Can animals without cancer be hope for cure?

elephant-can't get-cancerMany animal species on earth get cancer just like humans. But there are some mysterious animal species that are using surprising ways to fight cancer. Elephants have trillions of more cells than humans and live longer lives.

But the incidence of cancer is much lower than in humans. This example demonstrates that cancer prevalence is not correlated with body size, as explained by Peto’s paradox, named after Richard Peto. Only five percent of the elephant population dies from cancer. Considering that one in five people die of cancer, this rate is extremely low.

Why don’t elephants get cancer?

Last month, the elephant genome was found to contain an abundance of cancer-fighting genes. The tumor suppressor gene p53 is found in many animals. While humans only have one in their genome, twenty p53s were detected in elephants.

New target in cancer therapy: P53 gene activation

Vincent Lynch of the University of Chicago explains the two functions of this gene: First, it prevents the cell from multiplying, giving time to repair itself. If the cell is impossible to heal, p53 forces the cell to self-destruct. This process is called apoptosis. He adds that theoretically, he could produce drugs for cancer patients that would mimic the process in elephants. A drug called Nutlin is currently in the testing phase. The drug protects the p53 protein, allowing it to continue its work.

The secret of polar whales is still unknown

Polar whales have a lower cancer rate than elephants. In addition to being the largest living creature, it is surprising that they did not get cancer in their 200-year lifespan. When the scientists scanned the arctic whales’ genes, they found mutations that prevented their DNA from being damaged. This, in turn, lowers the whales’ risk of developing cancer. Vera Gorbunova of the University of Rochester, who works with polar whale cells in her lab, has yet to find a way to infect whales with cancer. “It’s much harder to make arctic whale cells cancerous than it is to make human cells,” Gorbunava said. We don’t know why,” she says.

How the p53 gene was found to be inactive in cancer cells!

It is not yet known which gene protects arctic whales from cancer. João Pedro de Magalhães of the University of Liverpool says we can transfer arctic whale genes to mice to find out which gene is beneficial. “By working with mice, we can find out which genes fight disease and lead to a long life,” says Magalhães.

What is the function of hyaluronic acid?

Another hope for future cancer treatment is hairless mole rats. With a lifespan of 30 years, which is quite long for such a small animal, hairless mole rats have a natural defense mechanism against cancer. As a result of years of studies, no hairless mole rat has developed tumors.

In 2013, Gorbunova and colleagues found that hairless mole rats produce a special molecule that protects them from getting tumors. This substance called Hyaluronic acid, which is dense and sugary, is located between the cells. Even if the cells mutate, the acid acts as a sticky, protective glass between the cells, preventing them from further dividing. According to Gorbunova, the treatment method based on this process can be applied within five years. “While humans also produce hyaluronic acid, the hairless mole we produce is quite different from that of rats,” Gorbunova said. Mice produce acid more intensely and in large quantities. We are looking for ways to use this molecule in humans,” she says.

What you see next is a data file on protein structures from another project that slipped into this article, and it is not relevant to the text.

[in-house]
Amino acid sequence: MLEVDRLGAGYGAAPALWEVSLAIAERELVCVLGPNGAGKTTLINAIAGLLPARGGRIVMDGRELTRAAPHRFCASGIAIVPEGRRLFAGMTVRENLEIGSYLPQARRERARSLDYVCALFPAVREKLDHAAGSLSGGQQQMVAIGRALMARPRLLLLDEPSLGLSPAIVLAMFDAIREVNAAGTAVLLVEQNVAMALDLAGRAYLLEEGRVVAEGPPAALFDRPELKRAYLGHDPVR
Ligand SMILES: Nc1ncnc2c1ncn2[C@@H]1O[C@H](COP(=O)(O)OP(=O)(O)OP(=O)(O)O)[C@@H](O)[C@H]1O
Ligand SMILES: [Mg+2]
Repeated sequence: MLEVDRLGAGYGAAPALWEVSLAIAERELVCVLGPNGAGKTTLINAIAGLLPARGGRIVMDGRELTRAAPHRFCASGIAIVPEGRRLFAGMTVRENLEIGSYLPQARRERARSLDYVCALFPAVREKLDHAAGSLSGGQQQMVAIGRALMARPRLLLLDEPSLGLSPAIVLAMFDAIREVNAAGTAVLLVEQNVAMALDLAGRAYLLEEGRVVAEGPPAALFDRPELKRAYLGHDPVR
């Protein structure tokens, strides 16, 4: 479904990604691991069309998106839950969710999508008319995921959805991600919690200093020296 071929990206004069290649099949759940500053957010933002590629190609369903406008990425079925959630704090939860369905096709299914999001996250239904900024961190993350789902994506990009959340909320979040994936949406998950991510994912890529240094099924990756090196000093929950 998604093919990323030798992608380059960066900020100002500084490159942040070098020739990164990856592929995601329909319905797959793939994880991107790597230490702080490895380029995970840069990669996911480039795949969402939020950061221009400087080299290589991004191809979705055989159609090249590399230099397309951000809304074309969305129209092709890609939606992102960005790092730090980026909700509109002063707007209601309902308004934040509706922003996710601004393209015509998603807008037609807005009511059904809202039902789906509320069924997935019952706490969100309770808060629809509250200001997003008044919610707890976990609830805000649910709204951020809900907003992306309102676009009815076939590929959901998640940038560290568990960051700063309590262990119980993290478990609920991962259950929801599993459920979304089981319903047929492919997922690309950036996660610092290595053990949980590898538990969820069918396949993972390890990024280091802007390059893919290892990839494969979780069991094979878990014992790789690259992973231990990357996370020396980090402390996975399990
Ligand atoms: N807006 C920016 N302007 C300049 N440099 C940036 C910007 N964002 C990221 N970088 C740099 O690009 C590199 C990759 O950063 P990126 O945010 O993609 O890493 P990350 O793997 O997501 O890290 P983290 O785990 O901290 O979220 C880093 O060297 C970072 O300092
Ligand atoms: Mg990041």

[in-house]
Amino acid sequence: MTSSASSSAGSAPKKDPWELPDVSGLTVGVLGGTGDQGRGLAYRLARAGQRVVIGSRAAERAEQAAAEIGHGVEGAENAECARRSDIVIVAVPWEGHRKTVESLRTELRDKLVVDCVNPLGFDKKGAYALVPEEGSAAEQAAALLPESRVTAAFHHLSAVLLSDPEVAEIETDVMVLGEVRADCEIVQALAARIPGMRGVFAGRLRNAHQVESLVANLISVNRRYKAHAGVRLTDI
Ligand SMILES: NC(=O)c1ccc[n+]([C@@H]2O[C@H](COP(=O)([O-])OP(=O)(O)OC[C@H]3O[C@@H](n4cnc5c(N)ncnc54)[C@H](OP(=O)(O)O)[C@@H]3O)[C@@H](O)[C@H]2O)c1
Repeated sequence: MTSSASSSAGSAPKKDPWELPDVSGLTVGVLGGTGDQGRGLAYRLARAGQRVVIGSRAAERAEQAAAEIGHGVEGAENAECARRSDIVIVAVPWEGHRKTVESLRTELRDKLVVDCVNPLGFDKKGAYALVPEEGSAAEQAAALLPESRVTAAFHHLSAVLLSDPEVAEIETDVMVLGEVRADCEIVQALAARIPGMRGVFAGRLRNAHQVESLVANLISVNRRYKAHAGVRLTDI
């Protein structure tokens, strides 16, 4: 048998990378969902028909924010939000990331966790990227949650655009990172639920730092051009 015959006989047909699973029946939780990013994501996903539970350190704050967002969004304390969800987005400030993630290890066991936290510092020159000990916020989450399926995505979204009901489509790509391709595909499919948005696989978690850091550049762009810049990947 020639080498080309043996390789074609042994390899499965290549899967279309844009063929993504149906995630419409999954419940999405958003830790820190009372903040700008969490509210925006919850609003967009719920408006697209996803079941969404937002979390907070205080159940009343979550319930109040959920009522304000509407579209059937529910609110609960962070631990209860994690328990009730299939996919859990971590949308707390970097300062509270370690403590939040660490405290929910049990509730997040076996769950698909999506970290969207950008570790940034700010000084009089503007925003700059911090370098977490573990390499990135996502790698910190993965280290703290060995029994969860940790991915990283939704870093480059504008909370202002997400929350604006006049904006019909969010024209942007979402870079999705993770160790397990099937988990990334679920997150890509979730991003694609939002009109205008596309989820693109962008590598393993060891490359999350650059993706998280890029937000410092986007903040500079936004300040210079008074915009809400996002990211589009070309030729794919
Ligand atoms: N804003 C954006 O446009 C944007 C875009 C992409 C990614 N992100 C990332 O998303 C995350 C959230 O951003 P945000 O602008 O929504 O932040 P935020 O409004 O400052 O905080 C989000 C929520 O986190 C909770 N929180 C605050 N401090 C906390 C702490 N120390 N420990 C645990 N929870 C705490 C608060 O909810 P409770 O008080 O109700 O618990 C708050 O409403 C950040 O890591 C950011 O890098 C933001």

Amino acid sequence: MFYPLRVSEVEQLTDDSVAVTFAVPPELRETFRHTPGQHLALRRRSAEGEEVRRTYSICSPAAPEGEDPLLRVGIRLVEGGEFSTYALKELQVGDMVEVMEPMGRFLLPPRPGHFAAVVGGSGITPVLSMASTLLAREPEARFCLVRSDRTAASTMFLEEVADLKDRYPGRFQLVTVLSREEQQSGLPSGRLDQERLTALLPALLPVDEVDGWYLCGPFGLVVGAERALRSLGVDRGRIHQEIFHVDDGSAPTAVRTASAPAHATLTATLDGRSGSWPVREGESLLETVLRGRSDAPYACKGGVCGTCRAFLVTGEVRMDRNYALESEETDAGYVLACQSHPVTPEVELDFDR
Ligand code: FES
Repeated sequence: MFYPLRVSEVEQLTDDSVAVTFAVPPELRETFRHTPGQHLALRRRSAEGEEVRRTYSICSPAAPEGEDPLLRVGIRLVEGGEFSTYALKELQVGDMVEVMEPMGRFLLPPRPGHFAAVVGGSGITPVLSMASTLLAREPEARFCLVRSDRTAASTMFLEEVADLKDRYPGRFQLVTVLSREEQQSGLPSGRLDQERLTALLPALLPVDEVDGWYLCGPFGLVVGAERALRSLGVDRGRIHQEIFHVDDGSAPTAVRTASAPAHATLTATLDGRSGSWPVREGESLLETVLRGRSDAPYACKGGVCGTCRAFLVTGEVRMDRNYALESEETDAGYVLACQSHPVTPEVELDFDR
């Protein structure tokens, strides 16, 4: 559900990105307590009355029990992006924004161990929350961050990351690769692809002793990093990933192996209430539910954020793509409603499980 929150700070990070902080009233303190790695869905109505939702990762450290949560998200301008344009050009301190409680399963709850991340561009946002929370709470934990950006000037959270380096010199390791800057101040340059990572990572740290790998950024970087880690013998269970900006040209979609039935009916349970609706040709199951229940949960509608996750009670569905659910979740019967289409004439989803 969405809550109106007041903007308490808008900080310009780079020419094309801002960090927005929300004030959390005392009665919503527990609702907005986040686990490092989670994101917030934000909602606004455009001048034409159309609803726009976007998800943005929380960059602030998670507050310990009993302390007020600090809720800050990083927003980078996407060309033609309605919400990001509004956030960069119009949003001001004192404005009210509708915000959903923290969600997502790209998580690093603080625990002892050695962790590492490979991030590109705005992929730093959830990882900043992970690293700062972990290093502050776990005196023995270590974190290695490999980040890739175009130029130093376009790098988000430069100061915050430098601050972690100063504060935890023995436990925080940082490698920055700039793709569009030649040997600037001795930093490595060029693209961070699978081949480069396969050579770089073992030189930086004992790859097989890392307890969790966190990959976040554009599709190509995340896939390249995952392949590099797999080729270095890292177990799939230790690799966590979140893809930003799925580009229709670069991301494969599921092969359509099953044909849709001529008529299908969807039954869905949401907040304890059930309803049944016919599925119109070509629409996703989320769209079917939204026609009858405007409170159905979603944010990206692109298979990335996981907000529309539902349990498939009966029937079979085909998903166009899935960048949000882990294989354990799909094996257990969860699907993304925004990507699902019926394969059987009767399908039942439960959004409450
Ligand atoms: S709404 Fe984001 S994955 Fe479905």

Can the same method be used in humans?

While all these developments may seem promising, it is too soon to give up hope of a complete prevention of cancer. The question is whether these treatment methods are suitable for humans. Because hairless mole rats are different from humans, it is unknown how extra hyaluronic acid will affect the human body. Cancer expert David Vail of the University of Wisconsin-Madison says:

“There may be a reason why we have less hyaluronic acid in our bodies. Higher levels of acid can poison our body.” The same goes for genetic manipulation. A cancer-fighting gene in hairless mole rats could cause an entirely new disease in humans. Adds Vail: We don’t know what humans will lose until we try genetic manipulation. What seems magical in one species may not be compatible with another.’

This is not a theoretical problem, because we know that similar examples have happened before. In a 2002 study, mice were transferred multiple p53 genes. Although they gained resistance to cancer, they began to age very quickly and could not reproduce at a young age.

Some of his internal organs were also greatly reduced. This unexpected result could only be explained by giving the mice extra p53. In the same study that continued in 2007, this time mice were added a p53 and they were allowed to live longer lives without side effects.

But Lynch isn’t sure what the consequences of passing the extra gene to humans will be. Lynch thinks that if these genes were useful, they would already have appeared in humans who have evolved over hundreds of thousands of years. (BBC)

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